Caspar David Friedrich was part of the Romantic movement and is best known for his moody – mystic- landscapes. The Wanderer is a great example of his work; he was an avid hiker often sketching the landscapes he saw along the way. This painting shows actual mountains from Saxony and Bohemia, but they are rearranged to make a more interesting landscape. The atmosphere is created by the man on top who, contrary to common practice, is not facing us to show his victory of climbing a mountain but has his back turned towards us. His hair is blowing in the wind while looking at -or contemplating- the fog below. Even if you have never stood above the clouds yourself, this image gives you a strong sense of loneliness.
Although the painting is not an official self-portrait it could have been; even one of his friends described him in 1820 as the “most solitary of the solitary”. Friedrich himself asserted that “The artist should paint not only what he sees before him, but also what he sees within him. If, however, he sees nothing within him, then he should also refrain from painting that which he sees before him. Otherwise, his pictures will be like those folding screens behind which one expects to find only the sick or the dead.”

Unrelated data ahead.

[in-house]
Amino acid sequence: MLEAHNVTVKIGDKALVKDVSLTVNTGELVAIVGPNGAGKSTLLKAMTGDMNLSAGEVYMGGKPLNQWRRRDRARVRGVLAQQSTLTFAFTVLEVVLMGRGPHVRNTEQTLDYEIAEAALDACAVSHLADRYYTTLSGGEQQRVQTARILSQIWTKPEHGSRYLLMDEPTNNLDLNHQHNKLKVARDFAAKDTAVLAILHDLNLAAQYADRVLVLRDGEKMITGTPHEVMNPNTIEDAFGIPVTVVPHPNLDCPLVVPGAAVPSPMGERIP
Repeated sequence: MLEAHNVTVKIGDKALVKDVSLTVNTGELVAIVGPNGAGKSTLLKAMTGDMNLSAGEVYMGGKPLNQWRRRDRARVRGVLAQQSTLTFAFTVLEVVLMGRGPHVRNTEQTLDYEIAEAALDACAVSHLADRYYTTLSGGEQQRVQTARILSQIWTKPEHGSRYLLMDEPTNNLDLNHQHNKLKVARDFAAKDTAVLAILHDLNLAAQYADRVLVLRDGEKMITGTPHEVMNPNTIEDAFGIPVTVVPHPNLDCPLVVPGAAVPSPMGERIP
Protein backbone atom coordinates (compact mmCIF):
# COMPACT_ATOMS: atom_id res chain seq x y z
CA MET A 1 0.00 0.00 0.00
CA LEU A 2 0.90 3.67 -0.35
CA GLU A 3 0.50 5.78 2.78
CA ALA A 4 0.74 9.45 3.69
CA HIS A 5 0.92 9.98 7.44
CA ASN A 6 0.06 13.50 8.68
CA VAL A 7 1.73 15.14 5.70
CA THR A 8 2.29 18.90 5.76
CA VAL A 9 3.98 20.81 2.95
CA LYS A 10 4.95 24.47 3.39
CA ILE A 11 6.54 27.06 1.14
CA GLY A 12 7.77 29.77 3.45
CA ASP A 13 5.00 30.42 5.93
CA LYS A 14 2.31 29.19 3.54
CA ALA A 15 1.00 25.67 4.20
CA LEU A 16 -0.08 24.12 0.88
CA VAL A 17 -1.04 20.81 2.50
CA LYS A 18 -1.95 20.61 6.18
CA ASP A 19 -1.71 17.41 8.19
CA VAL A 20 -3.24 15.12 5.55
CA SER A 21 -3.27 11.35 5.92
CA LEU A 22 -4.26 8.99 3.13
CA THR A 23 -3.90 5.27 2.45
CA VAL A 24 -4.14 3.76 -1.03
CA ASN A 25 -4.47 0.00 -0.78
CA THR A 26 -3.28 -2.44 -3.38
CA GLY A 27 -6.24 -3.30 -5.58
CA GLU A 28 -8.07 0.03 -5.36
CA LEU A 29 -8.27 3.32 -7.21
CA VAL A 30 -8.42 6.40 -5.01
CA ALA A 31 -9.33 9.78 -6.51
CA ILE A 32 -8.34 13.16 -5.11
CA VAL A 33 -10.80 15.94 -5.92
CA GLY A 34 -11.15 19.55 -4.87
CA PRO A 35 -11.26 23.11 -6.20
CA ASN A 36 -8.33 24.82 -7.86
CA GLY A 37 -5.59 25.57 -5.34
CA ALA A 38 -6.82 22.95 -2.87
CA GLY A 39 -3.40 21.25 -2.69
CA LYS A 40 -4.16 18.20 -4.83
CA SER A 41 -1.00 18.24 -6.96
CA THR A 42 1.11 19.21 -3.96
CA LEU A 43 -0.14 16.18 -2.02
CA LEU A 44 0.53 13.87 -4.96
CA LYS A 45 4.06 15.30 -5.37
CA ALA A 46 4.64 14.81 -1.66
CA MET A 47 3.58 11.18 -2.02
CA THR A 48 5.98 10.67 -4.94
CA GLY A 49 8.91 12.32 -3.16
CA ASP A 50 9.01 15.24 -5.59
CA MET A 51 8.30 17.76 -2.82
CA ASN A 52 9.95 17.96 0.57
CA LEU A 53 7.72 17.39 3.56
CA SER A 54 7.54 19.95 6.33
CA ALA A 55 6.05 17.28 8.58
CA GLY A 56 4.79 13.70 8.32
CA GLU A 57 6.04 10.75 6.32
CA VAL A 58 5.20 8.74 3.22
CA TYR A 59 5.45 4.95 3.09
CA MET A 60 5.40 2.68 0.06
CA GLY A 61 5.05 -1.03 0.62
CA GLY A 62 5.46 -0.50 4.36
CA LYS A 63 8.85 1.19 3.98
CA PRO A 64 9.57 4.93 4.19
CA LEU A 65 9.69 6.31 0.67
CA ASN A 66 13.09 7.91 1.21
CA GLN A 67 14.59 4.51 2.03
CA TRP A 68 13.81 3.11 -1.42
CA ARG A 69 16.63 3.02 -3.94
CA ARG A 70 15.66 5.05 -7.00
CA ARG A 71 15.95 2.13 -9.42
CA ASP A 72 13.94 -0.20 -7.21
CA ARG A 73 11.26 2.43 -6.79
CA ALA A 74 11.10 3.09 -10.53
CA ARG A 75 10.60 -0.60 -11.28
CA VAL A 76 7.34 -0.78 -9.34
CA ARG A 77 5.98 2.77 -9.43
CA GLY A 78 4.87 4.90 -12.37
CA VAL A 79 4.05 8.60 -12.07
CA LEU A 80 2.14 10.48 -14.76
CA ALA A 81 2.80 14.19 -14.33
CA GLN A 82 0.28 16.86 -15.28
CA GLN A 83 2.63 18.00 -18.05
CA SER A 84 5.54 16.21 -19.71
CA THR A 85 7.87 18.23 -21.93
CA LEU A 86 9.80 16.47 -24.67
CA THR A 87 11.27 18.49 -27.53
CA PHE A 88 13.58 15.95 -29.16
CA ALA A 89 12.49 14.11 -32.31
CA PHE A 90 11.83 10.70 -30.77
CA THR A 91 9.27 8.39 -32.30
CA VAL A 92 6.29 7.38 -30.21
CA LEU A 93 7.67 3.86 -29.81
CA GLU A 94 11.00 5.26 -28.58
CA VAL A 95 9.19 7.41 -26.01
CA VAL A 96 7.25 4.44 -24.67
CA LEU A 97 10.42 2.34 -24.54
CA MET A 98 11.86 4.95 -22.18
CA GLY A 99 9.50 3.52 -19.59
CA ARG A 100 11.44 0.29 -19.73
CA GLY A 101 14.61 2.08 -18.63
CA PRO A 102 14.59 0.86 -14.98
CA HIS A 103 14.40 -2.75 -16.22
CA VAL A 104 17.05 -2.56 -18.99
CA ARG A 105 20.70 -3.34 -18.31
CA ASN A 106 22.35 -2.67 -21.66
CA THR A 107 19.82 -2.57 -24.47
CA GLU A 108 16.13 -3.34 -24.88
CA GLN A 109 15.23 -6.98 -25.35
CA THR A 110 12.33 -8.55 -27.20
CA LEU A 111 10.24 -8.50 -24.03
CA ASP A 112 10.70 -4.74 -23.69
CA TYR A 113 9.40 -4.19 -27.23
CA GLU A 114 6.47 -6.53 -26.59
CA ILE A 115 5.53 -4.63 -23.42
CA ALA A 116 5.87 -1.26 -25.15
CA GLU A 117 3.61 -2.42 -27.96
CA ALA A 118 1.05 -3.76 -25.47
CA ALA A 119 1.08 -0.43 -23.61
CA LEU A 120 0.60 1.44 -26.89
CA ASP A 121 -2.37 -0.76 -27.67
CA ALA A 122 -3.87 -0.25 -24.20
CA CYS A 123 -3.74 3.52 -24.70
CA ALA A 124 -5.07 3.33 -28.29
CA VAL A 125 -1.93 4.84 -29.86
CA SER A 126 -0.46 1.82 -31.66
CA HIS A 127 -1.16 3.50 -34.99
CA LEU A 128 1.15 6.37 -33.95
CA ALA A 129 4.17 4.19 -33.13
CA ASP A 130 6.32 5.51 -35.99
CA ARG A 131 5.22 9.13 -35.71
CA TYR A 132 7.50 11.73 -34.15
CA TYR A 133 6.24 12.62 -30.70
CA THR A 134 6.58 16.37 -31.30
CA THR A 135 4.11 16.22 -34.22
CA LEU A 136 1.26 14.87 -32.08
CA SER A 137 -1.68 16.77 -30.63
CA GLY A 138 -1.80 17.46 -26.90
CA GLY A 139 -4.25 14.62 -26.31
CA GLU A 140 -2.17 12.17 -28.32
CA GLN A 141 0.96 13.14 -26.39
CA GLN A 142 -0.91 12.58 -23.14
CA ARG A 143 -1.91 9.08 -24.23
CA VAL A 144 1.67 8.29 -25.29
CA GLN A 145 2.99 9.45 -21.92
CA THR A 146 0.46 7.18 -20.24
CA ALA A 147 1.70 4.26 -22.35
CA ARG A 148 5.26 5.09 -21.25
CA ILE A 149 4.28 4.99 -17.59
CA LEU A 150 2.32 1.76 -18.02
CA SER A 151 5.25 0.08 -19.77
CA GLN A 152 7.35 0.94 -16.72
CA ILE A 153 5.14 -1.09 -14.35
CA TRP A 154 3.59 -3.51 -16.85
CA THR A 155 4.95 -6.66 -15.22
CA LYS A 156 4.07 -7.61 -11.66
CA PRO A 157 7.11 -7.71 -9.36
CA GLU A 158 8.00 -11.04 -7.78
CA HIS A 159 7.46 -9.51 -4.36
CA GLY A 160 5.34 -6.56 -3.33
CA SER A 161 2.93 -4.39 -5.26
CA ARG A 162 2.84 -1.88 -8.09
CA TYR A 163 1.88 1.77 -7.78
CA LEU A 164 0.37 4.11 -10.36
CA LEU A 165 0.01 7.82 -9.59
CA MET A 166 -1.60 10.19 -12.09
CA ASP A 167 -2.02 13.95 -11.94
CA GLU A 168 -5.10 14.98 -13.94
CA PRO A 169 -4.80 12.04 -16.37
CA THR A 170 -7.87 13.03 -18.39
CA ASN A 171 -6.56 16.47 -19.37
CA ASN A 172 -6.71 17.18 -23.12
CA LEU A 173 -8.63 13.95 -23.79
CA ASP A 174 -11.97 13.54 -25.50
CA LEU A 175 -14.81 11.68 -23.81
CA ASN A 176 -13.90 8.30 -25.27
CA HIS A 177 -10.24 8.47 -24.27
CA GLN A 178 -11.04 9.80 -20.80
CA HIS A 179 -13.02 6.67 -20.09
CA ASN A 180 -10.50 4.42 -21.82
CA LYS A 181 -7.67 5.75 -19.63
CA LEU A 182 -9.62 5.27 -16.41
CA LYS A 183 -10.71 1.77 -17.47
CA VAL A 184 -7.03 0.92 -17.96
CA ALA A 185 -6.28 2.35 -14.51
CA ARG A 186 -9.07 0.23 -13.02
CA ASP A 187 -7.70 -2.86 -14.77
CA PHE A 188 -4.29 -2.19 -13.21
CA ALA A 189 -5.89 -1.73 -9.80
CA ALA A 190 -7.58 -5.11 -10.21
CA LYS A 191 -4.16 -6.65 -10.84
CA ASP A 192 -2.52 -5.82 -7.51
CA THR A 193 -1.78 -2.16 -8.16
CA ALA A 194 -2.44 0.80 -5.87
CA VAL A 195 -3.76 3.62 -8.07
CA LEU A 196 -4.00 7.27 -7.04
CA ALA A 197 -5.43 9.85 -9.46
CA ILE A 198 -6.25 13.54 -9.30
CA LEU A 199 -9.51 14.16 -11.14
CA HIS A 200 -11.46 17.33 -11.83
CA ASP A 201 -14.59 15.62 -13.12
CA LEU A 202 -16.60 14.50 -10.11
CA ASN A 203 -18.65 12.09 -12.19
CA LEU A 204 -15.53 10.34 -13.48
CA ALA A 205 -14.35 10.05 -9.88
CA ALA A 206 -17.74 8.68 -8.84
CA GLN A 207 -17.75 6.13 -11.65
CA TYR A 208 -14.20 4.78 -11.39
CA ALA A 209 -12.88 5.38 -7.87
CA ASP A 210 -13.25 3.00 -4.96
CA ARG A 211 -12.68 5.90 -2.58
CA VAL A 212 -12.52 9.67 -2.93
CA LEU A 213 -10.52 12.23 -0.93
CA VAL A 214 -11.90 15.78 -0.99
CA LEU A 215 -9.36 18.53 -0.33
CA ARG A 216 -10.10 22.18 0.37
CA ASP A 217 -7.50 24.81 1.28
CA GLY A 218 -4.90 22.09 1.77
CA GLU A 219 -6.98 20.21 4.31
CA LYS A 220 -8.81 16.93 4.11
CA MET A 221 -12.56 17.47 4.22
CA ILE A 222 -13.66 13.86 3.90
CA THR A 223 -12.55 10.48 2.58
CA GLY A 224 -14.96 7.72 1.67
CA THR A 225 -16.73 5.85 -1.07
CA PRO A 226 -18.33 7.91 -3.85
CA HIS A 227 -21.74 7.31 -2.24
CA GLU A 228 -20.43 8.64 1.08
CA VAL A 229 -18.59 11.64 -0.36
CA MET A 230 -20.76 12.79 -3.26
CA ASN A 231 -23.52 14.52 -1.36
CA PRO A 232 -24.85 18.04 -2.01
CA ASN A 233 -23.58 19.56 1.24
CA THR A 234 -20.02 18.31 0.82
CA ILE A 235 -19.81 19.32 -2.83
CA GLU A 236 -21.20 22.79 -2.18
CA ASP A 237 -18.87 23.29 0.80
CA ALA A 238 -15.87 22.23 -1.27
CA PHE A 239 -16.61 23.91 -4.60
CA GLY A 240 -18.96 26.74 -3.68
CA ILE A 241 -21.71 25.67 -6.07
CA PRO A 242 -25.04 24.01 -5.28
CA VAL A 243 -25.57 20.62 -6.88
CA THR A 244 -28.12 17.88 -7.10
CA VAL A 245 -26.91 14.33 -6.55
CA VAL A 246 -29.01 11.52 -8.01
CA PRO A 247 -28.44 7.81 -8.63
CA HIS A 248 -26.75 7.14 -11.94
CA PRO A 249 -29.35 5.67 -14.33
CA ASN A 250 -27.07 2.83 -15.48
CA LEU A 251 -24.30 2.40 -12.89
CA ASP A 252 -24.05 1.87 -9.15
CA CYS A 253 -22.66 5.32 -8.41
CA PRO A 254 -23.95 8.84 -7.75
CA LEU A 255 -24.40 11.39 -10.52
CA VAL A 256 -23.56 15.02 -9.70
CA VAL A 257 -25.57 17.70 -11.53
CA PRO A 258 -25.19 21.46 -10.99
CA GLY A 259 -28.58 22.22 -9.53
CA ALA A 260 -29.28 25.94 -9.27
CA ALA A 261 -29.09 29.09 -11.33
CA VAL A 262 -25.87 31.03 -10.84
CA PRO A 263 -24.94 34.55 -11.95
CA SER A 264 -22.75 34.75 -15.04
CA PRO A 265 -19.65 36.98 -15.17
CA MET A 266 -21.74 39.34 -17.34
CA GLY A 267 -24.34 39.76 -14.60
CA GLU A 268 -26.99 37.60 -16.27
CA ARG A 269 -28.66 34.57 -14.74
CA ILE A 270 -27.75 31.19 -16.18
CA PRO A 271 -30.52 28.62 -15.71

During his life interest in Romanticism declined and so did his reputation and interest in his paintings. His death in 1840 was hardly noticed. To make matters worse some 90 years later the Nazis happened to like his work (not surprising: a German painter painting German landscapes) and used it in their ideology. As a result of this unwanted association, it wasn’t until the 1970’s that his work became socially acceptable again. He’s now considered as the finest example of 19th-century romantic painting.